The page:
The new A6 sedan lands in three guises with two different engines. The 2.0-litre four-cylinder petrol 180kW 45 TFSI quattro at $95,500 plus charges, and $10,000 more for a more loaded S line version. Traditionalists may favour a more thumping 3.0-litre V6 petrol version – the 55 TFSI quattro – already on sale at $116,000 plus on-roads. Both engines feature mild hybrid technology (12-volt and 48-volt respectively), helping with coasting and the stop/start system. Next year a cheaper entry-level 40 TFSI drops at $85,500, followed by rapid S6 TFSI for $154,900, the cladded A6 Allroad quattro 45 TDI wagon (the only diesel version available) for $109,500 and finally a mad-dog, V8-equipped RS6 wagon (no price yet) in the second half of 2020.
Concentrating on the A6s you can buy now, if you pop into an Audi showroom you’ll see the problem. Close to the A6 will sit the imposing Q7, costing roughly the same amount but its sheer size and extra seating may convince it’s the one offering better value for your dollars. Certainly from a wife and kids standpoint a Q7’s the popular choice. As I’ve been reliably informed by my better half – and backed up by Audi’s buyer-type research – there are few cars to rival large sedans for male bias. Illustrating the A6’s lesser appeal, some 241 sold last year, 315 the year before that. The Q7 shifted 1622 and 2664 respectively.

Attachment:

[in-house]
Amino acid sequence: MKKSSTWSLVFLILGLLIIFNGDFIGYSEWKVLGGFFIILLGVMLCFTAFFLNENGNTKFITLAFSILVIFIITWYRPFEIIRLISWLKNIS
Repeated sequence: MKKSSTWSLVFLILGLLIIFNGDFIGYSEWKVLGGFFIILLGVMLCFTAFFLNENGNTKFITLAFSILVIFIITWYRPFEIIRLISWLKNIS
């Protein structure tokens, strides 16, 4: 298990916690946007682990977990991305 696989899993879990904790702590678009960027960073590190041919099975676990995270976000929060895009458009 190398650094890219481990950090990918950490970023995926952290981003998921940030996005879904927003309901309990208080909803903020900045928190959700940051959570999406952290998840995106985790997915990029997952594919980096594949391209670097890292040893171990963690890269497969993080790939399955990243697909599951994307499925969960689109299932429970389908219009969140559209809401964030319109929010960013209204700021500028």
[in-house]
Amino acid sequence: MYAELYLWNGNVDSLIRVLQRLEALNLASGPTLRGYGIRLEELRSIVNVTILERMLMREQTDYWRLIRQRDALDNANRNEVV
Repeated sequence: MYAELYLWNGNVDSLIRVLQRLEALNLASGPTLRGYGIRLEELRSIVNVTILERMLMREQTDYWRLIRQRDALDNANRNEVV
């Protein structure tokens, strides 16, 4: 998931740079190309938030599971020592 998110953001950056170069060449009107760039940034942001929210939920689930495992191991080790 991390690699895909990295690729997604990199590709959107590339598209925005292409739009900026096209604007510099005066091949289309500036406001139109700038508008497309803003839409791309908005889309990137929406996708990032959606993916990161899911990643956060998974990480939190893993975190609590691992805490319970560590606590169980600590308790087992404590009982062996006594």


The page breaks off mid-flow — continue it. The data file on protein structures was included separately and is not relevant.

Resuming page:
For the less sheep-like, the A6 is a compelling choice, and to my eyes the best-looking German large sedan when up against a 5 Series and E Class. The new Audi is of near-identical size to its predecessor, but makes greater use of aluminium, including for the doors, bonnet, front wings and boot lid. It’s a sporty looking thing with sleek coupe-like back end, quite muscled rear arches and sizeable single frame front grille. Complex matrix LED headlights are standard across the range. The rolling stock isn’t shy, either. The 45 TFSI gets 19-inchers, S line versions 20s, and if you go the Premium Plus package (Audi expects it to be popular), you gain 21-inch alloys along with panoramic sunroof, HD matrix headlights, Bang & Olufsen audio, ambient lighting, electric boot lid (which should really be standard without this pack) and electric steering column.